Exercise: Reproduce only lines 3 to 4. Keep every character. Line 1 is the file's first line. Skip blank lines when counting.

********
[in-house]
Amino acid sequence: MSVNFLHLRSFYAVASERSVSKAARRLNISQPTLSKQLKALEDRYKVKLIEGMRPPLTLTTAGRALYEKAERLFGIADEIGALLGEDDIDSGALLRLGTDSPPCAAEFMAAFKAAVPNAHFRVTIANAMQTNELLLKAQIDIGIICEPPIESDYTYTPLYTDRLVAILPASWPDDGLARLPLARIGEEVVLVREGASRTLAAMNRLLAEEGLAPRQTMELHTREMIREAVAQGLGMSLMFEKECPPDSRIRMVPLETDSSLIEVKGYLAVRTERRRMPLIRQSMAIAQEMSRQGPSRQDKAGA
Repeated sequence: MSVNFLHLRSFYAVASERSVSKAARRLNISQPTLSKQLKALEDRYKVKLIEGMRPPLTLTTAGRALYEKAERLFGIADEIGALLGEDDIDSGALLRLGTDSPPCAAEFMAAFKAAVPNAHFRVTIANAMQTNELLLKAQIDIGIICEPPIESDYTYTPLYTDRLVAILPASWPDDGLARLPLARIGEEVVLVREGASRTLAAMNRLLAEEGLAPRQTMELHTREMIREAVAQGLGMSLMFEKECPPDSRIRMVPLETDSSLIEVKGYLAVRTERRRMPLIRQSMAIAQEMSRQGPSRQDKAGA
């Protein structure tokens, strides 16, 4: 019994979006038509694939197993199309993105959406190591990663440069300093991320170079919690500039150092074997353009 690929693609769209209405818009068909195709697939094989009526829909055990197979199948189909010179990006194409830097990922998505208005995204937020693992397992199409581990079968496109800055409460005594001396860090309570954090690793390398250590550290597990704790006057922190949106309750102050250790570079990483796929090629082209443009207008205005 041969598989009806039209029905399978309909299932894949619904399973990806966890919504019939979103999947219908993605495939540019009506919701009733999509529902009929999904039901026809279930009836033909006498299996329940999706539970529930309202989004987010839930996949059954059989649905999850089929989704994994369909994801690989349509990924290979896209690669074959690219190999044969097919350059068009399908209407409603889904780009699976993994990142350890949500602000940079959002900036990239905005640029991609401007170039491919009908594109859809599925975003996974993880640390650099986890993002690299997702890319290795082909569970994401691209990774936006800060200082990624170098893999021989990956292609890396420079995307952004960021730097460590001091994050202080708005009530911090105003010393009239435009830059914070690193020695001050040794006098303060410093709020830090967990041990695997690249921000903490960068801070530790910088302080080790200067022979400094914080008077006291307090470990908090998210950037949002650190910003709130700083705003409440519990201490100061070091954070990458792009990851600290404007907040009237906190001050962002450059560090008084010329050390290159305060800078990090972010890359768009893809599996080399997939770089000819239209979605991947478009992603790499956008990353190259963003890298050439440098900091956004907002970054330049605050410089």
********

Repeated sequence: MSVNFLHLRSFYAVASERSVSKAARRLNISQPTLSKQLKALEDRYKVKLIEGMRPPLTLTTAGRALYEKAERLFGIADEIGALLGEDDIDSGALLRLGTDSPPCAAEFMAAFKAAVPNAHFRVTIANAMQTNELLLKAQIDIGIICEPPIESDYTYTPLYTDRLVAILPASWPDDGLARLPLARIGEEVVLVREGASRTLAAMNRLLAEEGLAPRQTMELHTREMIREAVAQGLGMSLMFEKECPPDSRIRMVPLETDSSLIEVKGYLAVRTERRRMPLIRQSMAIAQEMSRQGPSRQDKAGA
């Protein structure tokens, strides 16, 4: 019994979006038509694939197993199309993105959406190591990663440069300093991320170079919690500039150092074997353009 690929693609769209209405818009068909195709697939094989009526829909055990197979199948189909010179990006194409830097990922998505208005995204937020693992397992199409581990079968496109800055409460005594001396860090309570954090690793390398250590550290597990704790006057922190949106309750102050250790570079990483796929090629082209443009207008205005 041969598989009806039209029905399978309909299932894949619904399973990806966890919504019939979103999947219908993605495939540019009506919701009733999509529902009929999904039901026809279930009836033909006498299996329940999706539970529930309202989004987010839930996949059954059989649905999850089929989704994994369909994801690989349509990924290979896209690669074959690219190999044969097919350059068009399908209407409603889904780009699976993994990142350890949500602000940079959002900036990239905005640029991609401007170039491919009908594109859809599925975003996974993880640390650099986890993002690299997702890319290795082909569970994401691209990774936006800060200082990624170098893999021989990956292609890396420079995307952004960021730097460590001091994050202080708005009530911090105003010393009239435009830059914070690193020695001050040794006098303060410093709020830090967990041990695997690249921000903490960068801070530790910088302080080790200067022979400094914080008077006291307090470990908090998210950037949002650190910003709130700083705003409440519990201490100061070091954070990458792009990851600290404007907040009237906190001050962002450059560090008084010329050390290159305060800078990090972010890359768009893809599996080399997939770089000819239209979605991947478009992603790499956008990353190259963003890298050439440098900091956004907002970054330049605050410089």